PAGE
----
Crash kills local guardsman who served in Afghanistan
By JUSTIN GEORGE
Published January 18, 2007
TAMPA - Stephany Diaz told her husband the news: She was pregnant.
It would be Stephany and Christian's second child. Three-year-old Thalia had come first, and Mr. Diaz, 23, cried when he saw her again after he came back from Afghanistan just five months ago.
The news made Mr. Diaz, a man with a big laugh known for his incessant "Spanglish" jokes, puff his chest up. He was going to be a daddy again. He drove a truck for Pepsi and planned to buy a house. He got a haircut. He was going to take his wife to dinner that very night, Saturday, to celebrate.
But there was still time before the date.
He hopped on his all-terrain vehicle and rode around the family's big back yard near Brandon before he slipped onto 86th Street.
A sport utility vehicle seemed to be pulling into a driveway in front of him. Mr. Diaz didn't see the vehicle pull back out.
The ATV collided with the car.
A day later, Mr. Diaz was pronounced dead of head injuries at a hospital. A family, who had braced for the worst during his combat time, was left unprotected.
Their guard dropped the day Mr. Diaz came home.
"He passed grenades and bullets and all these things over there," said his aunt, Zaiba Diaz. "He came home. It was a nice day outside. He went around. ... It's truly devastating."
Mr. Diaz was born in Puerto Rico. He lived in the Bronx and then Connecticut, where he graduated from high school and met his wife.
He moved to Tampa about three years ago with his father, mother and family. He was always daring and loved challenges, said his father, Wilfredo Garcia. He played high school football and was an easy sign for the Armed Forces recruiter. His family said he beamed when he came home telling them he had joined the National Guard.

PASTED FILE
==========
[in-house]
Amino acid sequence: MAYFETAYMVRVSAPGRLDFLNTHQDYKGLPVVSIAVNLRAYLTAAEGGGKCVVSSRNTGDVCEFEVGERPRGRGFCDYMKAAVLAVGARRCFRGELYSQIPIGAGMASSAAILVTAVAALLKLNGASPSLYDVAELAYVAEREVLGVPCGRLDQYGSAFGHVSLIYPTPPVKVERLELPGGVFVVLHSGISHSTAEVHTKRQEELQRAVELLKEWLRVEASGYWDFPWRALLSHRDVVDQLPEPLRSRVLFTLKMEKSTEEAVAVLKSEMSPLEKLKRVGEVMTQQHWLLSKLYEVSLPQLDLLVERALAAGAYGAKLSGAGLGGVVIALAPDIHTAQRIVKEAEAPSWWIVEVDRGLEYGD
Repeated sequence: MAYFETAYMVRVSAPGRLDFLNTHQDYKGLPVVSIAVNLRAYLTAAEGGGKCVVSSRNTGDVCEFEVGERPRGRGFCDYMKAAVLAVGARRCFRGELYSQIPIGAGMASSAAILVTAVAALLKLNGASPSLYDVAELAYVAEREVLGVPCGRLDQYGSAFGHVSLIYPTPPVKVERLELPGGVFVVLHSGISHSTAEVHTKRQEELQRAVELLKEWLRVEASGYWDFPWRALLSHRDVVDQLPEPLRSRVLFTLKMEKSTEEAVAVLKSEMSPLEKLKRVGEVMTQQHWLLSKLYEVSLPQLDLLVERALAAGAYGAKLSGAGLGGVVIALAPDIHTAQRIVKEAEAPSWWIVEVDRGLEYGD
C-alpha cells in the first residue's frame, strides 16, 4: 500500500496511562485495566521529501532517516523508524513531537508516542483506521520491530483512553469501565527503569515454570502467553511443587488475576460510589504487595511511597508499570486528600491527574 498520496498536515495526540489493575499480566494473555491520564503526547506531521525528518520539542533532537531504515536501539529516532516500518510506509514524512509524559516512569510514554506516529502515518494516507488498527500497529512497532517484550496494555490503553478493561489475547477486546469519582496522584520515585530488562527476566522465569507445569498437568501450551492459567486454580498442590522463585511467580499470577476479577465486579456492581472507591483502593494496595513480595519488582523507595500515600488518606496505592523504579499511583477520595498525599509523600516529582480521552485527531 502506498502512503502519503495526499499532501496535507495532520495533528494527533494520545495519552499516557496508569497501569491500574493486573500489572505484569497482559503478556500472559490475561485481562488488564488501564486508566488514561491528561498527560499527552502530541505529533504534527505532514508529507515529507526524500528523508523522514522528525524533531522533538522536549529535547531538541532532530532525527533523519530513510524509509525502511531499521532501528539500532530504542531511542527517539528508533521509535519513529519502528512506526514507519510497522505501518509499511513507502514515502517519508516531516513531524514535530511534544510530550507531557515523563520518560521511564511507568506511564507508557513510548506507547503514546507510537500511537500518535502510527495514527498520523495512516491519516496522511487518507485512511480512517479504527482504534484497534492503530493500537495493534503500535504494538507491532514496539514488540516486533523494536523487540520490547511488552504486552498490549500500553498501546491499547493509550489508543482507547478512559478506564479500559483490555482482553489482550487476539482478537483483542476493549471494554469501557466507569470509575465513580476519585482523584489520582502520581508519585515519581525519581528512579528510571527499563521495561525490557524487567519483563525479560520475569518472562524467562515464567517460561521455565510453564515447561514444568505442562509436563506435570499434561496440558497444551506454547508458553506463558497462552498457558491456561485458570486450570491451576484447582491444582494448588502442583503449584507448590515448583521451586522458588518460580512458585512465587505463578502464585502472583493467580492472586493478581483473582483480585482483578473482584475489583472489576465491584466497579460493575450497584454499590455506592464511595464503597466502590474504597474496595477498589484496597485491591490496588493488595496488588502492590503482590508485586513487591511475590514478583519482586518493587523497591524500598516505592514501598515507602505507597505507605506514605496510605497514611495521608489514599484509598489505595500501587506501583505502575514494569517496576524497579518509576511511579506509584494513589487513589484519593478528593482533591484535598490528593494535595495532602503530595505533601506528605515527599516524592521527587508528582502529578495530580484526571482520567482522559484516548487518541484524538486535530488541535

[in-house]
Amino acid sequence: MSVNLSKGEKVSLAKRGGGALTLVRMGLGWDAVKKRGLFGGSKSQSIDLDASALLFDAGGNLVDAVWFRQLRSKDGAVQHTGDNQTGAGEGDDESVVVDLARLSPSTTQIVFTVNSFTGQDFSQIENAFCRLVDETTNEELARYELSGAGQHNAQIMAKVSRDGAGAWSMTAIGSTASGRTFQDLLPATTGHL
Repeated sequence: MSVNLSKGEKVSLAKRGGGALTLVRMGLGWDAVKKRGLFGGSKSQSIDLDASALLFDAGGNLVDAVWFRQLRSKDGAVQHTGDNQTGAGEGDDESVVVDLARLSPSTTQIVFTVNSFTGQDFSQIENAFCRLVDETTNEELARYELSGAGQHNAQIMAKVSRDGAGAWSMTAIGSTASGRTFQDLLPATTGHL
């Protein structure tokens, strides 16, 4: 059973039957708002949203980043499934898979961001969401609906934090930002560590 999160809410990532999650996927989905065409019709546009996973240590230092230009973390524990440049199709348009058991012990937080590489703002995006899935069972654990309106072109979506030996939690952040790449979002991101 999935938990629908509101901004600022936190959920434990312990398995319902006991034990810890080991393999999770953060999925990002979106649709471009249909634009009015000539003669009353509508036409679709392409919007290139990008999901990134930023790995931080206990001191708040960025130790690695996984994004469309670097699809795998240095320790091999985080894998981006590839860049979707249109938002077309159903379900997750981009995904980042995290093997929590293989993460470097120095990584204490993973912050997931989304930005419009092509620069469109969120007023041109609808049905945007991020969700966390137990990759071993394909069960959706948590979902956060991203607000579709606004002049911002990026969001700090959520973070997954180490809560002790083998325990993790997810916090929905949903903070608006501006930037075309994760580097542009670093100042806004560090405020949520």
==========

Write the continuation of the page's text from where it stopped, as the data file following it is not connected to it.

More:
Garcia was proud. He promised his son a motorcycle if he finished boot camp with honors. Mr. Diaz did, and waiting for him was a Yamaha YZF 600R, a 417-pound rocket that could hit 150 mph and satisfy his need for speed.
Garcia recalled giving his son just one order.
"I want you to bring yourself back in one piece," he told Diaz before he left for Afghanistan.
"He listened and he came back."
When Mr. Diaz is buried this weekend, some parts will be missing.
"After he died, we found out he was an organ donor," Zaiba Diaz said. "He saved six lives."
His heart, she said, is somewhere in Maryland.
Mr. Diaz's survivors include his wife, Stephany; his daughter, Thalia; his parents, Wilfredo and Haydee Garcia; and two sisters, Jennifer and Valerie. A funeral service for Mr. Diaz will take place Friday at Brewer and Sons Funeral Home, Tampa. He will be buried at noon Saturday at Florida National Cemetery, Bushnell.
Justin George can be reached at 813 226-3368 or firstname.lastname@example.org.
[Last modified January 18, 2007, 05:49:11]
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